Supporters of Fischer decried his firing in letters to the editor of the St. Louis Post-Dispatch. Bloggers railed against the termination of Cameron.
Such firings — once the private affairs of Catholic schools, whispered about in the teachers’ lounge — now air on the nightly news and circulate on Facebook. Some progressive Catholics are hopeful that the public activism will help the church conclude that employing a gay person in a same-sex marriage comports with Catholic teaching.
“What we know, what everyone knows, Catholic and non-Catholic, is that the younger generation is much more supportive of marriage equality than older generations, which is the indicator that it is the future,” said Frank DeBernardo, executive director of New Ways Ministry, a pro-gay Catholic group.
“I’m heartened by it not only because they’re young but because a lot of them have discussed their support for the teacher in terms of Catholic principles,” he said. “It’s a good case of the church hierarchy undone by their highest ideals.”
But the precarious situation of gay Catholic schoolteachers who marry is not likely to be undone soon, despite the laity’s support for gay marriage and Pope Francis’ increasingly warm comments about gay people.
The reality is that when churches and church schools terminate employees in same-sex relationships, they stand on firm legal ground. Religious institutions have a right, grounded in the First Amendment, to hire people who support their religious tenets and fire those who don’t.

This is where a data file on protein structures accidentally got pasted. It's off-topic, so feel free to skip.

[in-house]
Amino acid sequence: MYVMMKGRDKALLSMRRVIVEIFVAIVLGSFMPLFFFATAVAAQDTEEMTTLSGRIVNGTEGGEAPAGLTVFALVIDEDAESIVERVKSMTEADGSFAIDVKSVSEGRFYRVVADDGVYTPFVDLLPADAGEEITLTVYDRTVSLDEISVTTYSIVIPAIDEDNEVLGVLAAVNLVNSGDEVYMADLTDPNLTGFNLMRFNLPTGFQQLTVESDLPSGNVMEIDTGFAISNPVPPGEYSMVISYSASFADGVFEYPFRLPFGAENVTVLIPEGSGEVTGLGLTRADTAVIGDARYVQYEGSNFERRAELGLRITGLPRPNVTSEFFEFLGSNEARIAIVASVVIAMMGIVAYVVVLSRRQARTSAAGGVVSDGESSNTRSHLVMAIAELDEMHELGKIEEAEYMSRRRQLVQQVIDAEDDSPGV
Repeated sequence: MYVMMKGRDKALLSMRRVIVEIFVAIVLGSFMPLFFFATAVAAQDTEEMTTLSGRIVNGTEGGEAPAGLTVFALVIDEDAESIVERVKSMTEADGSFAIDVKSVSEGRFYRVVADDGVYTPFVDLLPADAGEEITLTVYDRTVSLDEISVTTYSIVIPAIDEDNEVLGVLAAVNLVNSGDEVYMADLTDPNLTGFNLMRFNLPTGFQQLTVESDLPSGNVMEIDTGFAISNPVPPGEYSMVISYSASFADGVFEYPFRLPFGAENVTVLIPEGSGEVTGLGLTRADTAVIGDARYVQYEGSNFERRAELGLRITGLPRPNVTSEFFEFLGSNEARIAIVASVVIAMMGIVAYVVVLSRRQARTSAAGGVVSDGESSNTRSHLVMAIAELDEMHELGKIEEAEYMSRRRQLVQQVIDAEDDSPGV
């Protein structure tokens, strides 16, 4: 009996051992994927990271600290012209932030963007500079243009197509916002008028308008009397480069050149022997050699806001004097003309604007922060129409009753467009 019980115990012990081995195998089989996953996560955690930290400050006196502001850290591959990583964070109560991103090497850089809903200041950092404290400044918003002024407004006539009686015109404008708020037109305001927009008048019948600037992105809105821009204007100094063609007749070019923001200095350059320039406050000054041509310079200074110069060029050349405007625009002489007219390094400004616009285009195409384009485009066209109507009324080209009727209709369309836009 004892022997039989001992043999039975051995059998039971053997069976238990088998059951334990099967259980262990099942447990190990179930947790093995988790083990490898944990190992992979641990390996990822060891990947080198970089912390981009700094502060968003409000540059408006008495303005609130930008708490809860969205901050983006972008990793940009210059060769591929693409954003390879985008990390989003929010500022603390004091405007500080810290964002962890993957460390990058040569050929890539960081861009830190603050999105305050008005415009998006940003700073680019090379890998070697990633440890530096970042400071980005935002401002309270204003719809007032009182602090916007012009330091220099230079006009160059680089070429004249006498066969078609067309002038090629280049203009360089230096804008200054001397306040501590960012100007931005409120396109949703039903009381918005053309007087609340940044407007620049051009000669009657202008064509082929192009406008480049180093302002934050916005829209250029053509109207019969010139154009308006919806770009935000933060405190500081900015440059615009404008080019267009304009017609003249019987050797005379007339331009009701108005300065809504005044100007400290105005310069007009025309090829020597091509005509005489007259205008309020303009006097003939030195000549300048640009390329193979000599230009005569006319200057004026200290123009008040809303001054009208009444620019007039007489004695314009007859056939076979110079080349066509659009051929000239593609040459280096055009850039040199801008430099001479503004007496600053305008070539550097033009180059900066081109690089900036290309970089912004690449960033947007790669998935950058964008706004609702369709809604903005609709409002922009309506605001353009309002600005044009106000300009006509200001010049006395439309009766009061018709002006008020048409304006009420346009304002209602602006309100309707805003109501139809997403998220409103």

It’s not just religious institutions where gay peoples’ jobs are vulnerable. Nationwide, 21 states and the District of Columbia prohibit discrimination on the basis of sexual orientation, with exemptions for religious institutions. Elsewhere, it’s perfectly legal to fire someone based on sexual orientation.
Still, bishops, priests and Catholic school principals are often reluctant to publicly defend decisions to fire gay teachers who have married. Those who do describe these decisions as painful but necessary.
After Hale lost her teaching job, Bishop Frederick Campbell spoke to The Columbus Dispatch about why she had to go: It’s his responsibility to maintain the Catholic identity of institutions he oversees, he said.
“We do this in an atmosphere of care, of calm consideration, but yet out of the realization that at particular times we have to make particular decisions,” Campbell said. “And they are difficult sometimes, but they do flow from what we believe, who we are and how we are to live.”
The Rev. Bill Kempf, pastor of the school from which music teacher Fischer was fired, explained to The Associated Press that Fischer’s union “opposes Roman Catholic teaching as it cannot realize the full potential a marital relationship is meant to express.”
Marianne Duddy-Burke, executive director of DignityUSA, an organization of gay, lesbian and transgender Catholics, hopes a different religious argument will someday make it OK for a person in a same-sex relationship to work openly in a Catholic school.
“The bishops’ hands are not tied,” she said. “You follow a man who died on a cross. And you’re promised resurrection — that’s the hallmark of our faith. If we can’t live that in our professional lives, how do we dare call ourselves Catholic?”